A few days ago, Merriam-Webster announced their “word of the year” for 2022: gaslighting. The word had a 1,740% search increase throughout the year.
Merriam-Webster defines gaslighting as “the act or practice of grossly misleading someone, especially for one’s own advantage.”
The word gaslight originates from a 1938 play and 1944 movie of the same name. In it, a man convinces his wife she cannot trust her reality. However, gaslighting doesn’t just happen in romantic relationships. Manipulation and gaslighting can happen in the workplace and lead to a toxic work culture that can have detrimental effects on employees and the business.
Recognizing gaslighting at work
One of the hardest parts of addressing gaslighting at work is figuring out that it’s happening. Due to the nature of the manipulation, victims of gaslighting may believe the other party is correct and that they can’t trust their own judgment.
However, the word is also often overused, so it’s important to understand the differences between gaslighting and simply lying.
“Gaslighting must make the other party question their own reality and is typically persistent behavior,” says William Stonehouse III, co-founder and president of Crawford Thomas Recruiting. “Gaslighting in the workplace can start as small as a manager strategically excluding an employee from important meetings to present their own work to more obvious belittling like speaking negatively of a person to peers and leadership to make them appear unfit for a raise or promotion.”
Gaslighting at work could look like:
- A supervisor who enjoys flexible scheduling denies a worker’s request for more flexible arrangements, calling it a “ridiculous request” or an impossible thing to allow. When pressed on the issue, the supervisor gets defensive, makes excuses and causes the worker to question their reality.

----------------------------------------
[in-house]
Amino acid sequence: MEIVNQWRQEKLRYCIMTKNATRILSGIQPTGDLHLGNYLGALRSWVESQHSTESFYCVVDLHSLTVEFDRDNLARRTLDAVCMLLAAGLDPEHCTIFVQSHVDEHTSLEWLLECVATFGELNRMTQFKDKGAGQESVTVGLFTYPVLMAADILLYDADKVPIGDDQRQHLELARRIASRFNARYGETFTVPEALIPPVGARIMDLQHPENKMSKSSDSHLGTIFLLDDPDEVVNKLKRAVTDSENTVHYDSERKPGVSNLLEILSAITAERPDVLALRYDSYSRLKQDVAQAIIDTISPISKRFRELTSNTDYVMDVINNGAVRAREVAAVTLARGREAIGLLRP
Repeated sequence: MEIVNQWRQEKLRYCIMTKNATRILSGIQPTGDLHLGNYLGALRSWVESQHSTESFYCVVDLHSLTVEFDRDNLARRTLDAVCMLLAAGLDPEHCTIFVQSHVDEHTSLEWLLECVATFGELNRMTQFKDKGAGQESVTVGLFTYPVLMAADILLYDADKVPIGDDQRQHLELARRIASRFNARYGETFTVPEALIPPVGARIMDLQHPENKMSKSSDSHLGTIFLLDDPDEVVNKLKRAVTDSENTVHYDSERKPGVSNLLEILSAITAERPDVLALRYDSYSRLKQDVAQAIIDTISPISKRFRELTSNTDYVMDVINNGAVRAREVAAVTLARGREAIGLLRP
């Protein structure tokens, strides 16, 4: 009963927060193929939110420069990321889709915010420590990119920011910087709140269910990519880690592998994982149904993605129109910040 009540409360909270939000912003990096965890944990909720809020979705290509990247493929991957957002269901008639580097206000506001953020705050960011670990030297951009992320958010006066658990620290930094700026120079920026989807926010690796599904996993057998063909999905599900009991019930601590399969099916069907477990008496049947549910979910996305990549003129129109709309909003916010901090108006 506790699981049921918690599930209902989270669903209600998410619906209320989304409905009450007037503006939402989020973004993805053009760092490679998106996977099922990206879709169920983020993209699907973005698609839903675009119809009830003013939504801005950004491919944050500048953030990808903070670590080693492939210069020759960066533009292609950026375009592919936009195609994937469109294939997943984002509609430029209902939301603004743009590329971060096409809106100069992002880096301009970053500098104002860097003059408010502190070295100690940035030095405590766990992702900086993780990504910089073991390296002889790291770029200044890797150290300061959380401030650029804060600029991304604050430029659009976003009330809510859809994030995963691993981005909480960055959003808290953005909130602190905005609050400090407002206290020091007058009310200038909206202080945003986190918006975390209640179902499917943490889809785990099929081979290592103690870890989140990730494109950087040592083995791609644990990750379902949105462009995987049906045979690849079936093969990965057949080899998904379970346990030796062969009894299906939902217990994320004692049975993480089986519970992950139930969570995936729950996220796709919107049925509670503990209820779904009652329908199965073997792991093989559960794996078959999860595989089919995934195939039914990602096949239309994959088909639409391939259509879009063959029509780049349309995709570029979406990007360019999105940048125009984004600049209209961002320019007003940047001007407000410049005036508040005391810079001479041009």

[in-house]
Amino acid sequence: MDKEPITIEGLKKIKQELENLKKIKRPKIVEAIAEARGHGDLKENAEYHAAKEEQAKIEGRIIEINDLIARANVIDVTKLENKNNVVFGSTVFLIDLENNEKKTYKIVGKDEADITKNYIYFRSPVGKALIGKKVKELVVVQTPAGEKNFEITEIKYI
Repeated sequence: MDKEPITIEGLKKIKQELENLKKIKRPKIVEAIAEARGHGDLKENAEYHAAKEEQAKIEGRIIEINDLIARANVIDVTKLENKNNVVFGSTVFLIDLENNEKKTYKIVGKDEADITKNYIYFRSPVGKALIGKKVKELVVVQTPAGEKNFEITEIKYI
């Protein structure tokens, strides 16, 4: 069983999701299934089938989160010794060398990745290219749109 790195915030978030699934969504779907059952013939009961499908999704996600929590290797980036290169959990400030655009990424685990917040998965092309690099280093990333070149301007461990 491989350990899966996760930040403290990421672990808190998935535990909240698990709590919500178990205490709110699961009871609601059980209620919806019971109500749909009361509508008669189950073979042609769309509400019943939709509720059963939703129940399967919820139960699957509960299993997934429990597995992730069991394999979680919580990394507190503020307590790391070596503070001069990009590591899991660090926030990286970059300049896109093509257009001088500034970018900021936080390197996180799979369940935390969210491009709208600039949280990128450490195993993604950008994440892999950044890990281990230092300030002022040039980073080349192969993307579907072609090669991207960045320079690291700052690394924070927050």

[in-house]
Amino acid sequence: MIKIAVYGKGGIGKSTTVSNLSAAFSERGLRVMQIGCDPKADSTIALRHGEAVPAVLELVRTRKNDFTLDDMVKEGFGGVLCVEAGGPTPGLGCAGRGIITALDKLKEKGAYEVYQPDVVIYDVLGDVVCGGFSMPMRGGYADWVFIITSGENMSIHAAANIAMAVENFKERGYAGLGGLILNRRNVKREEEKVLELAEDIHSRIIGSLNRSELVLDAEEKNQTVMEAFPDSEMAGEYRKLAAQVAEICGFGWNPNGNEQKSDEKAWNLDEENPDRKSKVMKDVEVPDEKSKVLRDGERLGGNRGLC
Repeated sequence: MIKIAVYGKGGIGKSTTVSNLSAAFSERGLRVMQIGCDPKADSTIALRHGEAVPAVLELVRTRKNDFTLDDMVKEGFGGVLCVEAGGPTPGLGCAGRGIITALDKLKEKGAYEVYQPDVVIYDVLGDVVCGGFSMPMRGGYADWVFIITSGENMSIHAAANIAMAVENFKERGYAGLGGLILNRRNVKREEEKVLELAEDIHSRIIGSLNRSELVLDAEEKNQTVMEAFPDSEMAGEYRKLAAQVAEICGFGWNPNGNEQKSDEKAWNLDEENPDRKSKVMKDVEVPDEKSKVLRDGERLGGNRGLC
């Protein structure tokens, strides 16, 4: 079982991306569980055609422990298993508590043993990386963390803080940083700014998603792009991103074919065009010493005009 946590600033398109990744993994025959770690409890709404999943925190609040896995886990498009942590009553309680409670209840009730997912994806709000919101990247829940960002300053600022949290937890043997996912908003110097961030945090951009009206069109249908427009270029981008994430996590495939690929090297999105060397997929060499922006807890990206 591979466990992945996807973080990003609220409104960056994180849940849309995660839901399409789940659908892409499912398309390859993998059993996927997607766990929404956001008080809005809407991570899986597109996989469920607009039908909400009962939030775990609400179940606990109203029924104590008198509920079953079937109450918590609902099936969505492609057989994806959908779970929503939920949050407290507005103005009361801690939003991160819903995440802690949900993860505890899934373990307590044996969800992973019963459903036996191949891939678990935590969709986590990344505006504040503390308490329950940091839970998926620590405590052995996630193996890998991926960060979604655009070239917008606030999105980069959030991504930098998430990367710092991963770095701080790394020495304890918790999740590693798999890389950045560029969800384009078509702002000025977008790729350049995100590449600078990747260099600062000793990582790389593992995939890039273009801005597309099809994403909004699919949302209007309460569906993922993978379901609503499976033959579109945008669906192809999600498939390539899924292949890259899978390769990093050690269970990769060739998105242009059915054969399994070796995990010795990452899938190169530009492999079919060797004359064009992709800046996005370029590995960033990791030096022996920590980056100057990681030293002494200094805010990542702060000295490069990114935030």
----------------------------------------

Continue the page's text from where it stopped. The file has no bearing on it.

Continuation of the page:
- A co-worker fails to communicate clearly about expectations on a project and then “misremembers” what was agreed upon by team members. When challenged or proven wrong, the co-worker gets defensive, blames team members for submitting “subpar” work and makes them question their value to the team.
How it can affect the workplace
Manipulation like gaslighting can quickly turn the workplace into a toxic and hostile environment. Employees may feel like they need to walk on eggshells and watch what they say. Beyond that, though, it can lead to a decrease in productivity and morale. If they are being gaslit about their work, they could start believing that they’re not good at their job or not qualified, leading to imposter syndrome and a lack of confidence.
“If an employee is made to believe they are crazy or not good enough, they might lose excitement in their work over time and develop resentment toward the employer,” says Stonehouse. “In more severe cases, gaslighting can creep into a person’s private life, impacting their mental health and well-being.”
What HR can do
It’s one thing to understand and identify gaslighting at work, but fixing the problem is another challenge.
“HR needs to be aware of the differences and be ready to set the record straight when it comes to what is actually gaslighting vs. general toxic behavior, giving the employer or employees a ‘reality check’ so to speak,” says Stonehouse.
Here are some steps HR can take to identify and stop gaslighting at work:
- Stay alert. Be on the lookout for hyperbolic terms such as “crazy,” “ridiculous,” or “absurd.”
- Listen. Listen intently to employee complaints and confirm the situation is really gaslighting.
- Monitor. If the situation is truly gaslighting, keep a closer eye on the perpetrator, and look for subtle signs of the behavior and intercept red flags.
- Confront. Once you’ve gathered evidence of the behavior, document your findings and confront the individual. Depending on the severity of the behavior, the next steps may be a performance improvement or exit plan, and
- Support. Provide support to the victims of gaslighting to help mitigate the effects on their mental health.